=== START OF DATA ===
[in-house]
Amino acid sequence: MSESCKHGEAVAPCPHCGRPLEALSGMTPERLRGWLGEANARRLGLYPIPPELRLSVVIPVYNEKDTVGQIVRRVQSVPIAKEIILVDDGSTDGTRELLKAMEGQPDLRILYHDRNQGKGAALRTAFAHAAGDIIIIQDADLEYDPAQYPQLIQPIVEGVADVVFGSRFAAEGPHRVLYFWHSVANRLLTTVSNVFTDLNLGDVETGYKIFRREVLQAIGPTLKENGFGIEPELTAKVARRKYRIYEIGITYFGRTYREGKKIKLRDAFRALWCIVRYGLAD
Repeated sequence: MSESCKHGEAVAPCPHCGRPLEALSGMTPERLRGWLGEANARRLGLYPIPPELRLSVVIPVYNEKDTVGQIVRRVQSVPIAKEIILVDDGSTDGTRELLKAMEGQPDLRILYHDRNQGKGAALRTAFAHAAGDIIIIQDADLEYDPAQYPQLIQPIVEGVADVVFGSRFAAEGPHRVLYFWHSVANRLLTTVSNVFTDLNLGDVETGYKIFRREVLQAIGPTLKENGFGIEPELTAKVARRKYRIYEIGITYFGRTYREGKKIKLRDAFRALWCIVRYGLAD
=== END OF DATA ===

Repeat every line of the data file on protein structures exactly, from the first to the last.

[in-house]
Amino acid sequence: MSESCKHGEAVAPCPHCGRPLEALSGMTPERLRGWLGEANARRLGLYPIPPELRLSVVIPVYNEKDTVGQIVRRVQSVPIAKEIILVDDGSTDGTRELLKAMEGQPDLRILYHDRNQGKGAALRTAFAHAAGDIIIIQDADLEYDPAQYPQLIQPIVEGVADVVFGSRFAAEGPHRVLYFWHSVANRLLTTVSNVFTDLNLGDVETGYKIFRREVLQAIGPTLKENGFGIEPELTAKVARRKYRIYEIGITYFGRTYREGKKIKLRDAFRALWCIVRYGLAD
Repeated sequence: MSESCKHGEAVAPCPHCGRPLEALSGMTPERLRGWLGEANARRLGLYPIPPELRLSVVIPVYNEKDTVGQIVRRVQSVPIAKEIILVDDGSTDGTRELLKAMEGQPDLRILYHDRNQGKGAALRTAFAHAAGDIIIIQDADLEYDPAQYPQLIQPIVEGVADVVFGSRFAAEGPHRVLYFWHSVANRLLTTVSNVFTDLNLGDVETGYKIFRREVLQAIGPTLKENGFGIEPELTAKVARRKYRIYEIGITYFGRTYREGKKIKLRDAFRALWCIVRYGLAD